Monday Market Insights July 11th 2022

Monday Market Insights July 11th 2022

July 11, 2022
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In the markets:

U.S. Markets: U.S. equities erased much the previous week’s losses on optimism that the Federal Reserve will be able to slow inflation without tipping the economy into recession.  The gains pulled the benchmark S&P 500 index out of bear market territory, leaving it down 19.1% from its January peak.  The Dow Jones Industrial Average retraced most of last week’s decline, rising 0.8% to 31,338.  The technology-heavy NASDAQ Composite rallied 4.6% and finished at 11,635.  By market cap, the large cap S&P 500 added 1.9% while the mid cap S&P 400 and small cap Russell 2000 gained 1.1% and 2.4%, respectively.

International MarketsAlmost all major international markets finished in the green as well.  Canada’s TSX rose 0.9%, while the United Kingdom’s FTSE 100 added 0.4%.  On Europe’s mainland, France’s CAC 40 and Germany’s DAX rose 1.7% and 1.6%, respectively.  China’s Shanghai Composite had its first down week in six, however, pulling back ‑0.9%.  Japan rose 2.2%.  As grouped by Morgan Stanley Capital International, developed markets gave up -0.5%, while emerging markets finished up 0.6%.

Commodities: Major commodities finished the week in the red.  Precious metals sold off with Gold falling -3.3% to $1742.30 per ounce, while Silver retreated -2.2% to $19.24.  Energy retraced all of last week’s rebound and then some.  West Texas Intermediate crude oil declined -3.4% to $104.79 per barrel, while Brent crude declined -3.9% to $107.15.  The industrial metal copper, viewed by some analysts as a barometer of world economic health due to its wide variety of uses, finished down -2.3% - its fifth consecutive weekly decline.

U.S. Economic News:  Employers added 372,000 new jobs in June, well above the consensus forecast of around 250,000.  The much better-than-expected reading signaled the economy is still powering ahead despite an avalanche of predictions of an impending recession.  Hiring in professional employment led the way rising by 74,000, while bars, restaurants, hotels and other hospitality businesses created 67,000 new jobs.  Corporate economist Robert Frick at Navy Federal Credit Union remarked, “June’s strong job growth, especially in the teeth of high inflation, shows that the expansion remains on solid ground.”  However, one concern was that the size of the labor force fell for the second time in three months.  The labor force tends to stagnate when hiring slows or jobs become harder to find.  The unemployment remained unchanged at 3.6%.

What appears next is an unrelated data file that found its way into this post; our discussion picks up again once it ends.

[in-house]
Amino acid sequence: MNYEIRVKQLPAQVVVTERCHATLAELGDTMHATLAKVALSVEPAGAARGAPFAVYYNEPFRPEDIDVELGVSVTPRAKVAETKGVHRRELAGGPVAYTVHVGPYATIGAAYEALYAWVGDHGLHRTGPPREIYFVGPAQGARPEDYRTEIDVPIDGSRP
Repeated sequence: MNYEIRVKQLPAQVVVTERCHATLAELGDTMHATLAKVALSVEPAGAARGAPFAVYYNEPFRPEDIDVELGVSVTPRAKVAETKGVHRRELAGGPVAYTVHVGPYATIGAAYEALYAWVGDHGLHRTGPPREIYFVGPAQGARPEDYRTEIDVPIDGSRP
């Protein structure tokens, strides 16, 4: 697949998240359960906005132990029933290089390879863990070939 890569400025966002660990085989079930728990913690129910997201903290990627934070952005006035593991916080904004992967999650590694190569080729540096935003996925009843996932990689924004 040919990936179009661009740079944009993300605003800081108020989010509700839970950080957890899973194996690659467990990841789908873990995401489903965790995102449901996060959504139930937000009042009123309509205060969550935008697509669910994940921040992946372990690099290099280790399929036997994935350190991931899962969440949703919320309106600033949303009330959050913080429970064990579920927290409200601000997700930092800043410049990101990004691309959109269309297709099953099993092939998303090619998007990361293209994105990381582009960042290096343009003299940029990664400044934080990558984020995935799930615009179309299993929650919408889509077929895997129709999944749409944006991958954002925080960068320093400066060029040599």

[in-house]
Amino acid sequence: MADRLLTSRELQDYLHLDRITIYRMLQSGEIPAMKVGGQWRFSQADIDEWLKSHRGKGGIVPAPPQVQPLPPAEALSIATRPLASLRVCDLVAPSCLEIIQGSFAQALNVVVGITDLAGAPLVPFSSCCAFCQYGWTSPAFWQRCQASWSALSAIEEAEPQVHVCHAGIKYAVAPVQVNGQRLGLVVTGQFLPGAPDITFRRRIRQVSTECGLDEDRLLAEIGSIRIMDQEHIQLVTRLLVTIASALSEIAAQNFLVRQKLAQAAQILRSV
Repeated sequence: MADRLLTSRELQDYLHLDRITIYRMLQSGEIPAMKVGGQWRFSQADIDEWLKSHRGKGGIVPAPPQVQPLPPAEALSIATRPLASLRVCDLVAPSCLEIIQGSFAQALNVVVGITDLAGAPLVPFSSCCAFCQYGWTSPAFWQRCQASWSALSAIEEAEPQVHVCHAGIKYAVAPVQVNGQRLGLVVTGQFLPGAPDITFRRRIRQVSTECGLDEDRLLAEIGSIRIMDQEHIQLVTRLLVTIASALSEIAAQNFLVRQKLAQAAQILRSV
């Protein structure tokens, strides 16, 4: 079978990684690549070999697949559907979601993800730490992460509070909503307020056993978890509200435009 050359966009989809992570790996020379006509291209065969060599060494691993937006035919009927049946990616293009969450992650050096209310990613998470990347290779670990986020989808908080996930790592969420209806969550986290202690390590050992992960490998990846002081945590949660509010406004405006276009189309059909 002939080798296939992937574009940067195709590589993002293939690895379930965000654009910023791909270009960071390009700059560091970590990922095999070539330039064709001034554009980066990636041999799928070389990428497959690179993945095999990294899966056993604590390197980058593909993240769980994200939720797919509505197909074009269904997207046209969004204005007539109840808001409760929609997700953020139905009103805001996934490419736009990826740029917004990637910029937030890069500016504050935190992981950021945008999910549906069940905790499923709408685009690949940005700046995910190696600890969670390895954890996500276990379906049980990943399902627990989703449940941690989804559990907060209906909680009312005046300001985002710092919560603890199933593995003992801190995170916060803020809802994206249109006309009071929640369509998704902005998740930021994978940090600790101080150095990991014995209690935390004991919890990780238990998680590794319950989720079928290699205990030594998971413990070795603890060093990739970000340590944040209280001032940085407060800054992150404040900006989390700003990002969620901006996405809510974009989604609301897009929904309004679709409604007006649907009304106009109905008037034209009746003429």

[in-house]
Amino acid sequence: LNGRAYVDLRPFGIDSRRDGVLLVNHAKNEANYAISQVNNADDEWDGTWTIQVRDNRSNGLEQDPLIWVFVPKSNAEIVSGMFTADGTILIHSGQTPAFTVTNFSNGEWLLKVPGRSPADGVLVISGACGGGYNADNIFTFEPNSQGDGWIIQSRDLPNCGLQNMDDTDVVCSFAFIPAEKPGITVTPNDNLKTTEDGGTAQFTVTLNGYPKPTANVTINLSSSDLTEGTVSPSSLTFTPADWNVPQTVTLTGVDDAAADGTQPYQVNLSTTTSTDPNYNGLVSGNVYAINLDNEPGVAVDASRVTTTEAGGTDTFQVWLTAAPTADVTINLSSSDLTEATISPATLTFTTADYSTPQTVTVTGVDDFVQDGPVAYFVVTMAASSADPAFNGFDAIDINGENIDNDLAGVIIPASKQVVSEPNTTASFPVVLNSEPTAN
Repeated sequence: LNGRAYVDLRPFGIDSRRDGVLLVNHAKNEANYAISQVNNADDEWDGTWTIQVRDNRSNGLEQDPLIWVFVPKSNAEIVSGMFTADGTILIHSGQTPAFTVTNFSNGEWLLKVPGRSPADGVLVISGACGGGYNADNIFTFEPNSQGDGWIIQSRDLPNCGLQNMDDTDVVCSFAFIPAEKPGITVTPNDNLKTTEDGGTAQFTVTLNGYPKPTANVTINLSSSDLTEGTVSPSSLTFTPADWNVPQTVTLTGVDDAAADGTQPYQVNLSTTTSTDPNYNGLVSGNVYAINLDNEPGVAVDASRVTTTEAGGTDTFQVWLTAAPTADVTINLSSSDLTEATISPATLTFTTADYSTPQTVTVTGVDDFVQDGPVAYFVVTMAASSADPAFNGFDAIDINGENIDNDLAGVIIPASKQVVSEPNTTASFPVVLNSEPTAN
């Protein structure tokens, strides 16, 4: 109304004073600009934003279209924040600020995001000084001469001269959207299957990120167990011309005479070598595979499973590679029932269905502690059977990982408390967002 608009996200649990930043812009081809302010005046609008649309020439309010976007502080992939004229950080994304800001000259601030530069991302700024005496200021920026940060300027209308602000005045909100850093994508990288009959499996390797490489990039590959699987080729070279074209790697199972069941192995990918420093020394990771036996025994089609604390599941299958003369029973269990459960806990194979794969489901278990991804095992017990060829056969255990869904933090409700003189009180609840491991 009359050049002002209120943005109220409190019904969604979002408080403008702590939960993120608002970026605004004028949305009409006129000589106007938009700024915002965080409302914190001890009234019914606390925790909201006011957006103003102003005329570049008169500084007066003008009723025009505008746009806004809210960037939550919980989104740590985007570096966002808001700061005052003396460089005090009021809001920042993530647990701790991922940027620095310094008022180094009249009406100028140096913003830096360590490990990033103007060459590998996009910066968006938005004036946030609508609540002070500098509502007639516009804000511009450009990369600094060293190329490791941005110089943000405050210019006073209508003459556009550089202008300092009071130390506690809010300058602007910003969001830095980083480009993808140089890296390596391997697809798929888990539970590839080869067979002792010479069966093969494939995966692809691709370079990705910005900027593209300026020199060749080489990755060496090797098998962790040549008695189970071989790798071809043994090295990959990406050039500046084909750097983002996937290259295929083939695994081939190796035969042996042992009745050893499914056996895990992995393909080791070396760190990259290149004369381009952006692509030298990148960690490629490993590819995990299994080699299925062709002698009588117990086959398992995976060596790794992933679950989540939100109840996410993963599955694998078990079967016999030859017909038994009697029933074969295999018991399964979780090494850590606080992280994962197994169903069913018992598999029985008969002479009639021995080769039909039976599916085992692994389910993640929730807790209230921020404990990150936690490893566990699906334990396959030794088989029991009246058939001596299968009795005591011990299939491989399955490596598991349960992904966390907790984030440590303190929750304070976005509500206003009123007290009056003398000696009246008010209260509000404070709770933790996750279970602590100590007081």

The number of Americans filing first time unemployment claims rose to a six-month high last week, a sign the labor market may finally be slowing.  The Labor Department reported 235,000 people applied for initial jobless benefits last week, an increase of 4,000 over the previous week.  Economists had expected initial claims to total 230,000.  Most of the increase in raw or actual jobless claims was concentrated in just a handful of states: New York, Michigan, California and Georgia.  The increase in Michigan is likely tied to temporary furloughs among automakers.  Meanwhile, the number of people already collecting unemployment benefits rose by 51,000 to 1.38 million.  That’s the biggest one-week increase since September. 

The U.S. economy by many measures appears to be cooling, but the labor market remains quite robust.  The Labor Department reported job openings fell slightly in May to a still-high 11.3 million.  Layoffs remained near a record low.  Job openings have slipped for two months in a row after peaking in March, but they’ve topped 11 million for six consecutive months.  Job openings fell the most at white-collar profession businesses (-325,000) and manufacturing (‑208,000).  Technology companies in particular are scaling back.  Meanwhile, the number of people who quit their jobs fell slightly to 4.27 million.  The closely watched ‘quits rate’ slipped to 2.8% from 2.9%.  Analysts view the quits rate as a more reliable view of the state of the economy as it is assumed that one would only quit a job in lieu of a more lucrative one.  Nick Bunker, director of economic research at Indeed Hiring Lab noted, “This is not what a recession looks like”.  The May job openings data “obviously lags what’s happening in the labor market presently, but all signs are that it remains strong.”